Richard Leis
Lydia Millet explores through her shorts stories in the collection Love in Infant Monkeys the harm we cause animals and also the ridiculousness of celebrity. Only one of these stories is outright fantasy; the rest have as their initiating kernel a true story about a person and animals. She crafts from the truth fictions that are both darkly humorous and emotionally wrought. Every story is great and I particularly loved the unexpected transcendence of the animals in "Girl and Giraffe," the unreso ...more
I’ve been hoping to find a contemporary US fiction writer like Lydia Millet -- although I haven’t been looking very hard, I guess. I’ve realized that, almost alone among my bookworm friends, I just don’t read that much contemporary fiction, and I’m not likely to change now. Cervantes said the point of literature was to “please and instruct” equally, and I have to say I’m just not feeling that from my compatriots much these days. But exceptions prove the rule and so (thanks to a goodreads connect ...more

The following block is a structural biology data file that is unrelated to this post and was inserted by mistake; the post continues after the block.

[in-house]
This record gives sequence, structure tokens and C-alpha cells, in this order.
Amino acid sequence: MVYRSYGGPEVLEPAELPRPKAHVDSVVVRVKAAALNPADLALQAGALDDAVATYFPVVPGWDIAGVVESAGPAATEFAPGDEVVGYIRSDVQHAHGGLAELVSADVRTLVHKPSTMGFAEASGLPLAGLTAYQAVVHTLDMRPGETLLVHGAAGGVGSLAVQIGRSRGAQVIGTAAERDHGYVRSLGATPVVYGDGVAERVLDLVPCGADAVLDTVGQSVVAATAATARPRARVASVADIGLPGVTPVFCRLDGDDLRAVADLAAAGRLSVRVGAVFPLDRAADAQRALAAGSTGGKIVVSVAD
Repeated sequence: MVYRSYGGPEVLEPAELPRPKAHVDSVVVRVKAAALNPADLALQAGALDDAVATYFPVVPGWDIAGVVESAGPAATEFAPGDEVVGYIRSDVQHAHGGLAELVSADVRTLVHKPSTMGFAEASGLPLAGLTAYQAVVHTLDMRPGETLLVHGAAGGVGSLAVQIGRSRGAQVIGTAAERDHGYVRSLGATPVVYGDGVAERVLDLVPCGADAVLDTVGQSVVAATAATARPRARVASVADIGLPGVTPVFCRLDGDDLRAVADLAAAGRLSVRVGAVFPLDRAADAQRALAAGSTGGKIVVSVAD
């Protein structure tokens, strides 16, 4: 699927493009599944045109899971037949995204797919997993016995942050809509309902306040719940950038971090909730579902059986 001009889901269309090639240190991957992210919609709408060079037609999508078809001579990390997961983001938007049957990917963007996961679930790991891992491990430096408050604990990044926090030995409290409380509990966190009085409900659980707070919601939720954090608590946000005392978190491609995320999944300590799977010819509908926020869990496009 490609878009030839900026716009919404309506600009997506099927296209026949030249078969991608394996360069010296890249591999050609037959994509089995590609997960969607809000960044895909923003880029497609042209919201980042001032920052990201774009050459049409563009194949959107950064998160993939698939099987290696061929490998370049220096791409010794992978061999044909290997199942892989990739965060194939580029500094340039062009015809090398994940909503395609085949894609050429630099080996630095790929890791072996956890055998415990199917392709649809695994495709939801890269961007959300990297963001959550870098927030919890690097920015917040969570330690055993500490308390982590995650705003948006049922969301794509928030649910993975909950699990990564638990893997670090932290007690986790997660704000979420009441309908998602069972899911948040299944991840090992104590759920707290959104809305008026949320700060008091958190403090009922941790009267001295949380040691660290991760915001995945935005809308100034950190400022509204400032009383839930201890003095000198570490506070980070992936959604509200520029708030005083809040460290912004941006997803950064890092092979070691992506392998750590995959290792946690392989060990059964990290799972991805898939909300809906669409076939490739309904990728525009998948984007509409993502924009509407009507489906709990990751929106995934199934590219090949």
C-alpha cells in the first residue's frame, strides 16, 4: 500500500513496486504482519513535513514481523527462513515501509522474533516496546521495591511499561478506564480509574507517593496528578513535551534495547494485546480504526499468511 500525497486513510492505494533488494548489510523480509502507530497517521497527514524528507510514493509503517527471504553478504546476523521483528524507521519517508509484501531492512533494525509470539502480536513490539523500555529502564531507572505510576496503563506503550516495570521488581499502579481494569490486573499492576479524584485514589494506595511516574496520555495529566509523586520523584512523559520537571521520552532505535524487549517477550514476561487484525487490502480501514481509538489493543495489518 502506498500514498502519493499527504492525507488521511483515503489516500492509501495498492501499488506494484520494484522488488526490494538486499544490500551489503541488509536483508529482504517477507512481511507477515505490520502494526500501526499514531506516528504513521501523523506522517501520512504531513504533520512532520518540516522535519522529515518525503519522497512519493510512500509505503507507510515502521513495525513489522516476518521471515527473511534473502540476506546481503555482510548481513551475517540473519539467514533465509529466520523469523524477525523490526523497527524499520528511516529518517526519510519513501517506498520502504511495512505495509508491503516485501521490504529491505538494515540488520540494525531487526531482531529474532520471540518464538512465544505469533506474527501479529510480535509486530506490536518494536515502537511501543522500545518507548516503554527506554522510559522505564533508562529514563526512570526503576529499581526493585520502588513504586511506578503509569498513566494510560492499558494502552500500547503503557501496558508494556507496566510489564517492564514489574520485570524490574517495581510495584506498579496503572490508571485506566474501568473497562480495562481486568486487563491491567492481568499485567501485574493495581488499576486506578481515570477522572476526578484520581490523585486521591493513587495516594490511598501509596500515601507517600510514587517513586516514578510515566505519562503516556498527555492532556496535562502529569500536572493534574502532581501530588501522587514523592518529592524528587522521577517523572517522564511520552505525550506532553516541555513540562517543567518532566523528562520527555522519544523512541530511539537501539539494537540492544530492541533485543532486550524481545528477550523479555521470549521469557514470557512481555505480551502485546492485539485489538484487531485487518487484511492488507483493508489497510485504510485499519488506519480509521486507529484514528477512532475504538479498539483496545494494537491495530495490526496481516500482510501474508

Louise Chambers
This is a haunting, sometimes disturbing, imaginative collection of short stories; animals and people share the stage, and the animals force us to look at our own animality. We can no longer cling to our delusion that we above all of the other creatures on Earth.
Joan Winnek
Peculiar little book. The cover illustration is so realistic I wondered who had left a banana on my bedside table.
Christopher MacMillan
So when I had first heard of this book, I thought it was going to be a silly, light-hearted romp about celebrities and their pets, that would be a laugh-a-minute. While Lydia Millet did indeed write a book that is funny, I was stunned to find how much complexity, intelligence, depth, and - especially - melancholy are found in each one of these simple stories.

Carefully composed to be concise and easy-to-read, Millet presents to us a surge of emotion, morals, and symbolism, with each one of her sh
As many of my friends know, I tend to love the Pulitzer winners. Love in Infant Monkeys was a finalist this year along with In Other Rooms, Other Wonders (which I'm slated to read in December) and runner up to the severely disappointing Tinkers. I hadn't read anything on Millet book, so I was pleasantly surprised upon reading her opening chapter, a short story titled "Sexing the Pheasant" in which Madonna (yes, that Madonna) shoots a pheasant out of the sky during a hunting trip with husband Guy ...more